I had an idea, I had to show King that humans weren’t all that bad, so instead of holding him myself and him seeing me hold him back when he got scared and bolted, I tied him to the ever steady Prince (with a stirrup leather around Prince’s neck and King tied to that). King tried to bolt twice but Prince held him fast. That was a break through moment. From then on, we hit a stride. By no means was it clear sailing, to this day he still has what I call ‘Memory Meltdowns’, but I had him broken in the January with the help from an excellent little rider. We are now working on him to pull a cart and he is taking to it like a duck to water. Nothing phases him now.

We just wanted to tell you a little bit about Holly’s Horse Haven, a rescue centre based in Omeath, Co.Louth and cater to both Northern Ireland and the Republic of Ireland’s rescued equines. At any one time they have over 70 horses in their care, some from death row in pounds, and all are looking for a place to call thei own, like Prince and King were.

Holly’s are a registered charity (CHY19316 and Charity Commission number No: 20075644), and all of the great work they do comes from the support of the public. Holly’s will try their best to save every horse they can and get them back on their feet and into a better life. Holly’s was started over ten years ago with their first rescue horse Holly, an ex race horse that only recently passed away. But Holly’s isn’t just for horses, it’s for humans too.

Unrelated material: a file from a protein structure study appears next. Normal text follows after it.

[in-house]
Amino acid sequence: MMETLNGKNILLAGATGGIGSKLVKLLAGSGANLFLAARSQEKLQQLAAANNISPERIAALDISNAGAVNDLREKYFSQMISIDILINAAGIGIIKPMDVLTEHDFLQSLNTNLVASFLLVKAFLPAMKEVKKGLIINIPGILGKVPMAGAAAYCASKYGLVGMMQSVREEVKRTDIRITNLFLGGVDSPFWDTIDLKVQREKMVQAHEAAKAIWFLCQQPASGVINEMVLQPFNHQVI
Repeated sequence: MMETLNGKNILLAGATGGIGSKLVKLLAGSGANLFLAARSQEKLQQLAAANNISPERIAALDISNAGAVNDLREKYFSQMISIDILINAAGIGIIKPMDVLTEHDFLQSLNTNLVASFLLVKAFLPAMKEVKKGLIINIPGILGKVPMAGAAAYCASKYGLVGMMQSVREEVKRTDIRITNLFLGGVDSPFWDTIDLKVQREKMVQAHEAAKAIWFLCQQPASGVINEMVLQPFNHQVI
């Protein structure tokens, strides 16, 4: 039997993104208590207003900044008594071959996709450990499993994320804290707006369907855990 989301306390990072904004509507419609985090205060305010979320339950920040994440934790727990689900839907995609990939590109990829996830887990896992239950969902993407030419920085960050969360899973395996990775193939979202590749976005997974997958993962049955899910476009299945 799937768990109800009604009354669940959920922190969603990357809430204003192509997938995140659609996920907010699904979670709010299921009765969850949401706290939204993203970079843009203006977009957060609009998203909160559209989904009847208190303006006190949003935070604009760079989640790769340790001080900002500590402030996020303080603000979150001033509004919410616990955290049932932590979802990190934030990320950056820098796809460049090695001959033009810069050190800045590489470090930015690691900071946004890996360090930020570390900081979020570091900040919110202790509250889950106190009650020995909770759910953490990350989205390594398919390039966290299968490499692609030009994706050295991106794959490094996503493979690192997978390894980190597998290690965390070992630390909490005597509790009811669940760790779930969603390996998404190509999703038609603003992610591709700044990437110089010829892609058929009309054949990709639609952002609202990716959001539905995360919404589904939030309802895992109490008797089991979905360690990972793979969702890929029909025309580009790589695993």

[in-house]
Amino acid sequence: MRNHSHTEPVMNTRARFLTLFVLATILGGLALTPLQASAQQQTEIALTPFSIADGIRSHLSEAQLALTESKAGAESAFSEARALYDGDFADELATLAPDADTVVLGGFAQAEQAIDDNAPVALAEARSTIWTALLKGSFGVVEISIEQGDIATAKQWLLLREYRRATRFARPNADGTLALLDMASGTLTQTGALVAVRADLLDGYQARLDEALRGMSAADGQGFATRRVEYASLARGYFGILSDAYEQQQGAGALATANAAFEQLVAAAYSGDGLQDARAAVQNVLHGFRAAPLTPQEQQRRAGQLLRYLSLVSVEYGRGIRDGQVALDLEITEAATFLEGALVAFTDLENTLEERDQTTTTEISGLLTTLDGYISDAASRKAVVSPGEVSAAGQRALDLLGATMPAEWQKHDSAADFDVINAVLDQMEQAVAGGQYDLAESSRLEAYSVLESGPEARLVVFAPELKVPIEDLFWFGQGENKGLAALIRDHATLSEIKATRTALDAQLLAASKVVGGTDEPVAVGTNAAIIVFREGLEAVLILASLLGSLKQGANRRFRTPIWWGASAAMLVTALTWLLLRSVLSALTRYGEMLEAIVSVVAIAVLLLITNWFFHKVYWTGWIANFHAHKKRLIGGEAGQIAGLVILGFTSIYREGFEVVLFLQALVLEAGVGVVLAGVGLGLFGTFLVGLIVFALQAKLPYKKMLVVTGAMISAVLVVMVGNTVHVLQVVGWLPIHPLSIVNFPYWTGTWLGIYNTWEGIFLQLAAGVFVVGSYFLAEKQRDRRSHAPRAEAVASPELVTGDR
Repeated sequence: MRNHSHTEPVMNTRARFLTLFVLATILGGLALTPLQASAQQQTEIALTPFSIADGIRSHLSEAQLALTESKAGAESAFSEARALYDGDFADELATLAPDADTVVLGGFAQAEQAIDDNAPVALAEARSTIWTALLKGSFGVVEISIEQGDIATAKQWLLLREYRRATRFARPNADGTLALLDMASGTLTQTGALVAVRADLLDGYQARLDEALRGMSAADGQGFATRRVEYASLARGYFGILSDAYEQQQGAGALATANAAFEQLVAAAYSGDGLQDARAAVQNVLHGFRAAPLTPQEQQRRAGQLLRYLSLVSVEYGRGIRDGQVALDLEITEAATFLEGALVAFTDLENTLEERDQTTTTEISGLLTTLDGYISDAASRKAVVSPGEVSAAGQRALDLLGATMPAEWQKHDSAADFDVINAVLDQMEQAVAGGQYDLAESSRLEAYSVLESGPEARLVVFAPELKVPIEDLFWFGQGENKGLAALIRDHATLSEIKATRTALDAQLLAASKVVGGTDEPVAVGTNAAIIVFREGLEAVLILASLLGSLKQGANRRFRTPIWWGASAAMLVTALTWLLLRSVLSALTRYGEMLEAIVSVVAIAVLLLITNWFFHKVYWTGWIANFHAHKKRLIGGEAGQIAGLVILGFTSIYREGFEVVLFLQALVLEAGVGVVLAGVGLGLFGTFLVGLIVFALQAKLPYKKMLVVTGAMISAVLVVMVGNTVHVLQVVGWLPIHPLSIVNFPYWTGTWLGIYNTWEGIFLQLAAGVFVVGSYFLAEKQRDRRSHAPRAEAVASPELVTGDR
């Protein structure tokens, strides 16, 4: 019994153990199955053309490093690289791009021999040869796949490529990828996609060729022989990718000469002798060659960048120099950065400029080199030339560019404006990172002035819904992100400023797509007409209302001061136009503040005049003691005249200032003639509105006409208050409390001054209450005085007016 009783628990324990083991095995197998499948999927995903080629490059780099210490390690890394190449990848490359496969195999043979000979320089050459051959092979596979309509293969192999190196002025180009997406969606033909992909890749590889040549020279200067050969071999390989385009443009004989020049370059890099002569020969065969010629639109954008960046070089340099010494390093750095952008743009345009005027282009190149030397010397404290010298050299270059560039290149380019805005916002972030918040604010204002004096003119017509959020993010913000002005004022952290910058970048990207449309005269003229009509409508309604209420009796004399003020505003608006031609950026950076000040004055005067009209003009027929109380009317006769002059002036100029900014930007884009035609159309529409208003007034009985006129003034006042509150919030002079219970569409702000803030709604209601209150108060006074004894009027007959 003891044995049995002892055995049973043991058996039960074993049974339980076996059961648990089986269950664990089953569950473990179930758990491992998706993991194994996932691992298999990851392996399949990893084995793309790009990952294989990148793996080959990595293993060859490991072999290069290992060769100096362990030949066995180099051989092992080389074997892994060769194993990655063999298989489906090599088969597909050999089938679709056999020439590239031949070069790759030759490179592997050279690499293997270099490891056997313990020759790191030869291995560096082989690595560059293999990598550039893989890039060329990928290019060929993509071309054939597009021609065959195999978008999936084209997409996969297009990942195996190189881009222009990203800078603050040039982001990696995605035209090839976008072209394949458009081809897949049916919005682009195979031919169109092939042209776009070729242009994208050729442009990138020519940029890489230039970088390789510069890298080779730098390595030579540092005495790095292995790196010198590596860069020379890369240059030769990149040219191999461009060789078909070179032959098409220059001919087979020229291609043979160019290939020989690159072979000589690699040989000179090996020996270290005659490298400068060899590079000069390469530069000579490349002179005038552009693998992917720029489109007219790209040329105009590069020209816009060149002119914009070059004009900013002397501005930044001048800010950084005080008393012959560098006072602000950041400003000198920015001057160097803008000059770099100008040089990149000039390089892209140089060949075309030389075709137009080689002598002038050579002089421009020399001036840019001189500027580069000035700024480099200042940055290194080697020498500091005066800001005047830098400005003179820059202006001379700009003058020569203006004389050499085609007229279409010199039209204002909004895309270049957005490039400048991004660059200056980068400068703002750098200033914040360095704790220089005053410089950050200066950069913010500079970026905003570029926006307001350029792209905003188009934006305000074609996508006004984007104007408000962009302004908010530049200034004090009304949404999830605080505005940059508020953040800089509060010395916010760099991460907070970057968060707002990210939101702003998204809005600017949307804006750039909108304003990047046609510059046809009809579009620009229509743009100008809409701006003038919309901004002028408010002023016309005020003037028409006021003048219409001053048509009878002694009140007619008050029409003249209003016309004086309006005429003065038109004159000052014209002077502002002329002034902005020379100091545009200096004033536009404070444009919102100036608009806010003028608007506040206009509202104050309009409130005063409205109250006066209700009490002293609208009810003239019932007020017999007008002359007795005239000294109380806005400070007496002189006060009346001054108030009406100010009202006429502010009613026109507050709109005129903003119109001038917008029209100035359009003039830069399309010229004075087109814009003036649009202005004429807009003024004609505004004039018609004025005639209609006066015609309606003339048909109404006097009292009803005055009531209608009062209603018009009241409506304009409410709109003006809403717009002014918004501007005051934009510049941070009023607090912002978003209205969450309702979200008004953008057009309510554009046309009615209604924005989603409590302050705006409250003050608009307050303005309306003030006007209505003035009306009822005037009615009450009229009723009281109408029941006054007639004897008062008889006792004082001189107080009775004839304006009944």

Holly’s Social Haven is their community/social inclusion network where they strive to support health care organisations across the country whose main aim is to help and support the needs of those individuals in a community with “special needs” by offering a centered plan tailored to the individual. With help from the rescue horses and ponies, everyone benefits within the love and care that they are getting.

So, as you can see, there is so much more to Holly’s than just being a rescue centre. In a way they rescue people too and by trusting me with Prince and King, they certainly rescued me.

Prince and King are simply the best things that have ever happened to me. My life was rough, especially after my mother was killed, but these two have given me purpose. In a way they rescued me too as did Holly’s.

Now Prince and King have not only taught children how to ride, but they have been in RTÉ comedy sketches, international movies, festivals and King is now a therapy pony with Holly’s Social Haven and he is able to go into nursing homes and hospitals and give people a nice break from their day and hopefully bring them a little bit of joy. He also goes to schools and helps me give talks to the children about horse safety, and hopefully in the future about bullying and building self-esteem.

Without Holly’s Horse Haven, both of these ponies wouldn’t get to be the success that they are. They were a little broken and beat up but just because something is banged up a little doesn’t mean you have to throw a whole life away.

Part of our mission is to get rid of the stigma that rescue horses have, the ‘it’s a rescue for a reason’. If you spend the time and have patience, you’ll find the hidden gem underneath the terrified eyes and shaky legs.

We are excited to say we have a new arrival coming in August – Tanzanite Celticmist Callidora or ‘Calli’. She is a beautiful pure bred Miniature Horse that will help King in all of the therapy and other aspects too.

So we thank you all for the amazing support and we hope that you’ll give our page a little ‘like’ as well as Holly’s Horse Haven. With everyone’s help we can end the horse crisis in Ireland and show people how awesome rescue horses are. There are exciting times ahead for us at The Royal Rescues so please follow us and see what’s coming.


By; Georgia Lillis



The Royal Rescues:

Holly’s Horse Haven: